2. The vote was actually on a proposal to rearrange political powers and shift some towards the office of President. The office. It was presented on all sides however as a vote for or against Erdogan and him, personally, gaining power. What all voters should have been asked is: Would you vote "Yes" or "No" on the actual question of the referendum if you knew that next year, the (or a) leader of the opposition became President? Or, say, a secular Kurd? If that idea scares you, vote "No".
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Old 19th April 2017, 09:42 AM   #126
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Originally Posted by Oystein View Post
Two remarks on the topic:...

2. The vote was actually on a proposal to rearrange political powers and shift some towards the office of President. The office. It was presented on all sides however as a vote for or against Erdogan and him, personally, gaining power. What all voters should have been asked is: Would you vote "Yes" or "No" on the actual question of the referendum if you knew that next year, the (or a) leader of the opposition became President? Or, say, a secular Kurd? If that idea scares you, vote "No".
Kind of hard to do when Erdogan was jailing reporters and suppressing press freedom.
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Old 19th April 2017, 10:26 AM   #127
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Originally Posted by Skeptic Ginger View Post
Kind of hard to do when Erdogan was jailing reporters and suppressing press freedom.
What is kind of hard to do? Asking the question I suggested? Well, yes, Turkish press is not free, but there are other countries where Turks voted, there are still social media, and of course the Turkish opposition was able to campaign. To some degree at least.
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Old 19th April 2017, 10:28 AM   #128
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Originally Posted by CapelDodger View Post
First they'll come for the Kurds ...

I have to say I'm finding the future a bloody disappointment.
Look at it this way: maybe it's the present that's wrong.
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Old 19th April 2017, 10:30 AM   #129
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Originally Posted by ddt View Post
Polls among Dutch Turks show that support for "yes" and for Erdogan in general is the strongest among youngsters, the second or third generation who were born here. I'm really flabbergasted why people who were born and raised in a democracy cheer on a dictator and vote in favour of dictatorship.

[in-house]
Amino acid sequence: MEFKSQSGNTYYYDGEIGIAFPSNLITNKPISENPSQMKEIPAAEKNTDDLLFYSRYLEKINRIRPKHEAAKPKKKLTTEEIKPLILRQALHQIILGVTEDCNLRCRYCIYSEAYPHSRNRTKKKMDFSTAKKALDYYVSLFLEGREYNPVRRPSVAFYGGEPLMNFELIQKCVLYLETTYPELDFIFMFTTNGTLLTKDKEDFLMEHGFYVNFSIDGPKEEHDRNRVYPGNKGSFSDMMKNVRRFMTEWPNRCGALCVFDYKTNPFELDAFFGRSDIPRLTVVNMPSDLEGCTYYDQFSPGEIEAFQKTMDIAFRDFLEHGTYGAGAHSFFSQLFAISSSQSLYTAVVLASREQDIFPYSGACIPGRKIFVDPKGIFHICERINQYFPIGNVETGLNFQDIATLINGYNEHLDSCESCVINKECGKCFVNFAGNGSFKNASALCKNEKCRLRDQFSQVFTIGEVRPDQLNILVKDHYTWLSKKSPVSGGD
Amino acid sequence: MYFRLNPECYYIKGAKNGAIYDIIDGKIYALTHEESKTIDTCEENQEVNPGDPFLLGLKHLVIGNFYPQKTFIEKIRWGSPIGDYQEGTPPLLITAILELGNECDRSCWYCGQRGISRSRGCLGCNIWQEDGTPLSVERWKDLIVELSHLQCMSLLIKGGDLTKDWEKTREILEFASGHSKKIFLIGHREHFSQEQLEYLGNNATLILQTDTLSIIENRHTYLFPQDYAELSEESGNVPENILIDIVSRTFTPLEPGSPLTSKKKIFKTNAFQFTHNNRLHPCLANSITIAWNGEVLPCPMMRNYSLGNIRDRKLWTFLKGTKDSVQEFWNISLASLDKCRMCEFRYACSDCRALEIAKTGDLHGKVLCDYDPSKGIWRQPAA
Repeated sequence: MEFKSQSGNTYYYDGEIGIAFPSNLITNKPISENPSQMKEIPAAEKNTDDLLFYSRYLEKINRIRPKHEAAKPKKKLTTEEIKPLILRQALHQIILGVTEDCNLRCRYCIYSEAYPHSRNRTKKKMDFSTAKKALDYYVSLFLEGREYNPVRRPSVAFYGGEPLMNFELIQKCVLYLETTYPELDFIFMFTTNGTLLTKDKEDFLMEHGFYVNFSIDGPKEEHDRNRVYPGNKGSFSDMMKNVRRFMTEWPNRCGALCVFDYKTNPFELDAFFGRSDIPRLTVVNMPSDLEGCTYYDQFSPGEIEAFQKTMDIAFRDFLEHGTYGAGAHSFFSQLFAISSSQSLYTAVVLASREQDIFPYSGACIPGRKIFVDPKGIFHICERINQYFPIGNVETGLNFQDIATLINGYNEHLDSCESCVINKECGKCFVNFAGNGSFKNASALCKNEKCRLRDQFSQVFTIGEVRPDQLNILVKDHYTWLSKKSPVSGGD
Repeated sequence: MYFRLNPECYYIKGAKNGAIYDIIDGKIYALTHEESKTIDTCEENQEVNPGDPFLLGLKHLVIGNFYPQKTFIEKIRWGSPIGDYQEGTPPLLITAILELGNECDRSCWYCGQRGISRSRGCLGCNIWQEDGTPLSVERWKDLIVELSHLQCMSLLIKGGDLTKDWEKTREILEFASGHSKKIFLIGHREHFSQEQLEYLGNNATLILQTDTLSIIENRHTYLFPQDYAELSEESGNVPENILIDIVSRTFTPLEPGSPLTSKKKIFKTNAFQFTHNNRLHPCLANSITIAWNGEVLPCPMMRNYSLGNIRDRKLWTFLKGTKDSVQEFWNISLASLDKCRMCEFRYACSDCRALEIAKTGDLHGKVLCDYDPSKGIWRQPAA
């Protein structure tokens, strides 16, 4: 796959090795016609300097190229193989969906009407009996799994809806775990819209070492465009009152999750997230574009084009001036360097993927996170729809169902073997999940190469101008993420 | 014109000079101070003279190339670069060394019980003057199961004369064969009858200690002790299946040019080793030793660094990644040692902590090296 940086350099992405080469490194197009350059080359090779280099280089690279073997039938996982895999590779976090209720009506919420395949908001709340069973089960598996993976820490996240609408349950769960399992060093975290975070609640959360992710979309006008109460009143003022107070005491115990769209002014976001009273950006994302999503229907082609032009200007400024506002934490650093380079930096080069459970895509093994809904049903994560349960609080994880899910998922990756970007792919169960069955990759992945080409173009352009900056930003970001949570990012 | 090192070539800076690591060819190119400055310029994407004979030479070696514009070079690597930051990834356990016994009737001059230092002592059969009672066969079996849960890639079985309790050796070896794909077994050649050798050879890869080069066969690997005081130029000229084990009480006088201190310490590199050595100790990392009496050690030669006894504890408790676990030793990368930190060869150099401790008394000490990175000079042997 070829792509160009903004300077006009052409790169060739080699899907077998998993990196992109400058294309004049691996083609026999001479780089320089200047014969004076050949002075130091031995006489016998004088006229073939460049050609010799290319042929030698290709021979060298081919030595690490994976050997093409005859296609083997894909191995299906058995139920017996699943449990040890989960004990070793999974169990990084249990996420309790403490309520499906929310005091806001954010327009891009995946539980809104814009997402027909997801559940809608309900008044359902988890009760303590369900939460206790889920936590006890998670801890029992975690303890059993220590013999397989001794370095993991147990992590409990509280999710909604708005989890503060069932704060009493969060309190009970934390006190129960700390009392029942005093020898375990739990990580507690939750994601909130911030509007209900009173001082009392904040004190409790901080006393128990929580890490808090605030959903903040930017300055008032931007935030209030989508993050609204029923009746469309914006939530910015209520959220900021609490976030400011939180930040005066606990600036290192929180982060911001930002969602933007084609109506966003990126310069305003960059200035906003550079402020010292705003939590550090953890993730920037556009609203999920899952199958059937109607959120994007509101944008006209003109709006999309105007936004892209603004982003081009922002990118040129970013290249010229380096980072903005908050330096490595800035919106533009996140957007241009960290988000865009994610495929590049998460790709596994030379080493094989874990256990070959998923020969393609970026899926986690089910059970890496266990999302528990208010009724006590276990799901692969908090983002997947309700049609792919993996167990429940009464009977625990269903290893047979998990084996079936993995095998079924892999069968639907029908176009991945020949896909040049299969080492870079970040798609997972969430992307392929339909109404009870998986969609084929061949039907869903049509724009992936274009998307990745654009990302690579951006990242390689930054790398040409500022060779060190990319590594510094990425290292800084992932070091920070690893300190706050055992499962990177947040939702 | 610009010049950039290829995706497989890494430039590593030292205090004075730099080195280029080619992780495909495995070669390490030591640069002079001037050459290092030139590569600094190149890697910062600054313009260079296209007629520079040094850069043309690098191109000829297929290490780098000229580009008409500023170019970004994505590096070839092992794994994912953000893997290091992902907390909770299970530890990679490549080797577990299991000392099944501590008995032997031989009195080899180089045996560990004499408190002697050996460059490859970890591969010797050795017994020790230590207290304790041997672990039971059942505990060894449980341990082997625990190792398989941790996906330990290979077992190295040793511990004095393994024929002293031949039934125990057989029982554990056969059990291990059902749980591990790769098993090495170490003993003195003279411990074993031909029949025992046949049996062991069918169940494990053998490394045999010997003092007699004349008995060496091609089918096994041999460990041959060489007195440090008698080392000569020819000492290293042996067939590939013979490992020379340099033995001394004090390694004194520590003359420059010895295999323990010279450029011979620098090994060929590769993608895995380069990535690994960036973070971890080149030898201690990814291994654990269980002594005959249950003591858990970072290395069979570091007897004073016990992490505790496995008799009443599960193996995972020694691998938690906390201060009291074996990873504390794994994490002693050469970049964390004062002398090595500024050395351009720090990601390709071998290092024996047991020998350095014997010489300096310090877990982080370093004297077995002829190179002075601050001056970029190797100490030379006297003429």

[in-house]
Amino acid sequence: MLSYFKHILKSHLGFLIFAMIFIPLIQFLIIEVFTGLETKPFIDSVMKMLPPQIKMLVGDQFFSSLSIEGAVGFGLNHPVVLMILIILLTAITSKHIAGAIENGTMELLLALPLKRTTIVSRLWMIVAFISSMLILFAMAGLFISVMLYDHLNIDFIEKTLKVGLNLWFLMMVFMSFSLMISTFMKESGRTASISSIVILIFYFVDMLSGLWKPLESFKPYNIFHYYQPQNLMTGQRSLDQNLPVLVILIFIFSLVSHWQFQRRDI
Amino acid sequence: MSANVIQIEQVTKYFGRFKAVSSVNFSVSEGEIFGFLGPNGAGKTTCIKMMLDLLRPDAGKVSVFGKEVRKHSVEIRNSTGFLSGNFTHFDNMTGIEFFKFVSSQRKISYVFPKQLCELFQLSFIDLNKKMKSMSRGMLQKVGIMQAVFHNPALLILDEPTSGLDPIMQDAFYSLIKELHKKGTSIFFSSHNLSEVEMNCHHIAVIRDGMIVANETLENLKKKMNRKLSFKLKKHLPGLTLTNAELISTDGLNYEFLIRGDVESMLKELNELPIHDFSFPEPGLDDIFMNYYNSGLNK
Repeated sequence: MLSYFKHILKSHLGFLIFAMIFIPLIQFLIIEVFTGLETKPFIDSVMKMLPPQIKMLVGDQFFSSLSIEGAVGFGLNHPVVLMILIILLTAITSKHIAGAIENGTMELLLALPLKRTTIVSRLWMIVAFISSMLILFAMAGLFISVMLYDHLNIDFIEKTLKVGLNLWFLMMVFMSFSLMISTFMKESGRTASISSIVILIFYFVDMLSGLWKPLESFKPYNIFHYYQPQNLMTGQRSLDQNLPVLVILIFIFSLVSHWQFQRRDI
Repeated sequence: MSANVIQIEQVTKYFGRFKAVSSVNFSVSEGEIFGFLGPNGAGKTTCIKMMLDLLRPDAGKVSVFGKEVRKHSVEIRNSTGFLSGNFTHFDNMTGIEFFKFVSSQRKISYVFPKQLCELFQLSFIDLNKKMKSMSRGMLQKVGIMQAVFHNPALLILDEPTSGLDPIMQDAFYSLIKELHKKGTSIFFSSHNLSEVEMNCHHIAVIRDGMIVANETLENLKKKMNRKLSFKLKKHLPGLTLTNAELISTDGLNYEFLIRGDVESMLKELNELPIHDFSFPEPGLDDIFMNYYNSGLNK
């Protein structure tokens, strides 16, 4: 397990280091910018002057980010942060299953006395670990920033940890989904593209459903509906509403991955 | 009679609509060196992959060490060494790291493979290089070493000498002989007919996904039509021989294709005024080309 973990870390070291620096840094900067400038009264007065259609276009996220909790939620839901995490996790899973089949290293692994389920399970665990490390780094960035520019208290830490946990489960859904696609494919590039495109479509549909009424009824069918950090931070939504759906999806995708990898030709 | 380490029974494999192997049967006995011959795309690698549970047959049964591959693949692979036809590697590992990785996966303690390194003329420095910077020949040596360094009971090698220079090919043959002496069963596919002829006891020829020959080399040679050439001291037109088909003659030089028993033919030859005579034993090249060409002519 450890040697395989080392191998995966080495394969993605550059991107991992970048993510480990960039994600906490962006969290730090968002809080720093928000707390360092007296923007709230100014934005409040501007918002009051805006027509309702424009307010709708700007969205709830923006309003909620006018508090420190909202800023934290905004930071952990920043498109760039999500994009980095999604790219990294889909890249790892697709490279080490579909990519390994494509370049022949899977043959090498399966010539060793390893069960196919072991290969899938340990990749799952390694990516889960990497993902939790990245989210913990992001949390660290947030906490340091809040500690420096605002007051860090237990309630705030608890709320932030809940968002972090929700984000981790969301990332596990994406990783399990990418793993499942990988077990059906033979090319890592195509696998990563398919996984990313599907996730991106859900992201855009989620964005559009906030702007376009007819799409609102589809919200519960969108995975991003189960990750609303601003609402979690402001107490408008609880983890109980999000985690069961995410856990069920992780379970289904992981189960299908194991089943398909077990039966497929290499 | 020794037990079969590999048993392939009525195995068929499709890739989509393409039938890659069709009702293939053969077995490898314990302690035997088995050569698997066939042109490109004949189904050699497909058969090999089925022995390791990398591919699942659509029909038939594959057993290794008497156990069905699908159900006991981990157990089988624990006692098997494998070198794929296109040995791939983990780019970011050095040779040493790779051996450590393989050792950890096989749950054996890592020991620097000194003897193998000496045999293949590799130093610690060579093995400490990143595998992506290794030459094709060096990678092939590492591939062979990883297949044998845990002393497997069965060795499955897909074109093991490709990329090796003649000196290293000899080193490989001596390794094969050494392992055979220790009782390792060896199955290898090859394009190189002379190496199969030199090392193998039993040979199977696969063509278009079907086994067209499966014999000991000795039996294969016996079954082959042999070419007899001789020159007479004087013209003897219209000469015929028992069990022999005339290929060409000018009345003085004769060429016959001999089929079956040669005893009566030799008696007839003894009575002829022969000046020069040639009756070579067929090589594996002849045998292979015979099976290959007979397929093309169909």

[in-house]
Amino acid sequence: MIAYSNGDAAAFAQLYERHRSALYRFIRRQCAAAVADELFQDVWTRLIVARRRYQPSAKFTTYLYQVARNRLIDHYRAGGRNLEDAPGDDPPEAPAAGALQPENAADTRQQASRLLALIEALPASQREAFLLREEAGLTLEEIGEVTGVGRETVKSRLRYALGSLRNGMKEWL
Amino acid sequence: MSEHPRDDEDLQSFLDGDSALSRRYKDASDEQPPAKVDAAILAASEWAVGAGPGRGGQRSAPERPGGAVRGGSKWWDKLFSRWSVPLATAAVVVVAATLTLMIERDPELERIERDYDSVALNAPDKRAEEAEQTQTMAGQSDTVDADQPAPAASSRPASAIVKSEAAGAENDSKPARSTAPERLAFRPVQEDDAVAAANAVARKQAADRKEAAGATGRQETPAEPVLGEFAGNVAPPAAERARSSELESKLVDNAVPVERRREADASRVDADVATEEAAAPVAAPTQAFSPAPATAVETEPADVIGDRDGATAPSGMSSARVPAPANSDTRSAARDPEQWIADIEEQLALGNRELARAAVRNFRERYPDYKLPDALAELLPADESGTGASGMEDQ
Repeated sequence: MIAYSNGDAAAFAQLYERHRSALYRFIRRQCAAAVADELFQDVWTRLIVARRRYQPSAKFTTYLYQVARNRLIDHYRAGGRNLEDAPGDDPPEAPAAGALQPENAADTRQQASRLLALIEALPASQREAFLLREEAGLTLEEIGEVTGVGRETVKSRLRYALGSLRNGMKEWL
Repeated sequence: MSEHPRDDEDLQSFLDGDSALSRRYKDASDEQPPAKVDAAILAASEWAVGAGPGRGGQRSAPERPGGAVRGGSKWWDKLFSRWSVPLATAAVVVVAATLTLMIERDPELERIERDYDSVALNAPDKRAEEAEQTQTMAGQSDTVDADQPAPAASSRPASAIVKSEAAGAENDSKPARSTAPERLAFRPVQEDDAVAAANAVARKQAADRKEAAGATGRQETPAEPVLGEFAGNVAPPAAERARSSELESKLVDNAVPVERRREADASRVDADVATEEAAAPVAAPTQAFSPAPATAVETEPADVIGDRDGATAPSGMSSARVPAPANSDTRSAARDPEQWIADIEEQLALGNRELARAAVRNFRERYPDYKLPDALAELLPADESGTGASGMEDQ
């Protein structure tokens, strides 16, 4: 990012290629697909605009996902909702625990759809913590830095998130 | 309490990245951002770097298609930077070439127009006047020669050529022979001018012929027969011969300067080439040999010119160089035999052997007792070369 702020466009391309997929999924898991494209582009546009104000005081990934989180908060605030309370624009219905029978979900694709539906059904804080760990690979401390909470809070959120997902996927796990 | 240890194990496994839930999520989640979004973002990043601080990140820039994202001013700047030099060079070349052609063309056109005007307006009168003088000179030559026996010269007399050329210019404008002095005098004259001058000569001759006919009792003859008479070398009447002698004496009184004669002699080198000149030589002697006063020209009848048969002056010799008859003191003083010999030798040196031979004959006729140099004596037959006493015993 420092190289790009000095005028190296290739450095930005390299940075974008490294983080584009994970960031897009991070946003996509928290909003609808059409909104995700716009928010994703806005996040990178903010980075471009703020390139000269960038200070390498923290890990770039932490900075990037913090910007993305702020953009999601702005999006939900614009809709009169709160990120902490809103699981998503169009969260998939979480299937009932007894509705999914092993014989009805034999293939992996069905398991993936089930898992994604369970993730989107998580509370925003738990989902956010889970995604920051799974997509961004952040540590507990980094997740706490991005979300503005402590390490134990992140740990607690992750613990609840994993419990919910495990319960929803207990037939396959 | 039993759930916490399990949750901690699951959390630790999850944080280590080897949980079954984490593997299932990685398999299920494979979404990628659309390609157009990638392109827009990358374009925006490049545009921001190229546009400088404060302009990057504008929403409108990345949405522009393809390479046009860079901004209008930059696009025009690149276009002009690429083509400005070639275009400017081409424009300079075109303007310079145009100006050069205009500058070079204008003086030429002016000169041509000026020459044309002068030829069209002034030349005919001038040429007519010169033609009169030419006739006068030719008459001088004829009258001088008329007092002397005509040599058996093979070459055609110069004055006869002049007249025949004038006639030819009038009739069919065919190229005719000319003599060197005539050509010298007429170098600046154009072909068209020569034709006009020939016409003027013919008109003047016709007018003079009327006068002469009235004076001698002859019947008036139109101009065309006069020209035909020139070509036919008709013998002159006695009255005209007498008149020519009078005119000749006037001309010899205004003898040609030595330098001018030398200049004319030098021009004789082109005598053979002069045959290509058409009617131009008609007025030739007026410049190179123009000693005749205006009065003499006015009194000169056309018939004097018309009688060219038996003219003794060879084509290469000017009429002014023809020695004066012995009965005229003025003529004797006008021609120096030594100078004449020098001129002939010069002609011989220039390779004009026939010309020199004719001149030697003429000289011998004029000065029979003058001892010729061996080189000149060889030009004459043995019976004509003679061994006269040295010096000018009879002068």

Maybe because they didn't have to fight for democracy, have forgotten the sacrifices made for it, and they don't understand how much better it is than the alternatives.
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Old 19th April 2017, 01:18 PM   #130
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Originally Posted by Oystein View Post
Two remarks on the topic:

1. I don't like Erdogan, I don't like this change of the constitution, it should be covered - but it gets one hell more coverage here in Germany than befits its actual importance. Somehow, this sets into heightened alert mode my BS receptors.
First, Turkey is an ally that is important right now due to the Syrian civil war, and the resulting stream of refugees, and the deal with them.

Second, Turks are by far the biggest immigrant group by nationality/descent (how do you say "türkischstämmisch" in English?), there was active campaigning in Germany plus rows about cancelled election rallies, and the whole debate caused deep divisions within the German-Turkish community. Much the same as in the Netherlands.

Originally Posted by Oystein View Post
2. The vote was actually on a proposal to rearrange political powers and shift some towards the office of President. The office. It was presented on all sides however as a vote for or against Erdogan and him, personally, gaining power. What all voters should have been asked is: Would you vote "Yes" or "No" on the actual question of the referendum if you knew that next year, the (or a) leader of the opposition became President? Or, say, a secular Kurd? If that idea scares you, vote "No".
It's not a bit more power to the president. The changes are designed to hollow out the checks and balances between the three powers of state in favour of the president.

Human Rights Watch:
Quote:
The creation of an executive presidency, proposed by President Recep Tayyip Erdoğan and the ruling Justice and Development Party (AKP), would be the most significant change to Turkey’s political institutions since the introduction of the multiparty election system in 1950. It would give the president power to appoint ministers, legislate by decree, dissolve and reconstitute parliament, and control judicial appointments. The changes would abolish the post of prime minister and weaken parliamentary oversight of the executive, including by ending no confidence motions and not allowing members of parliament to question the president.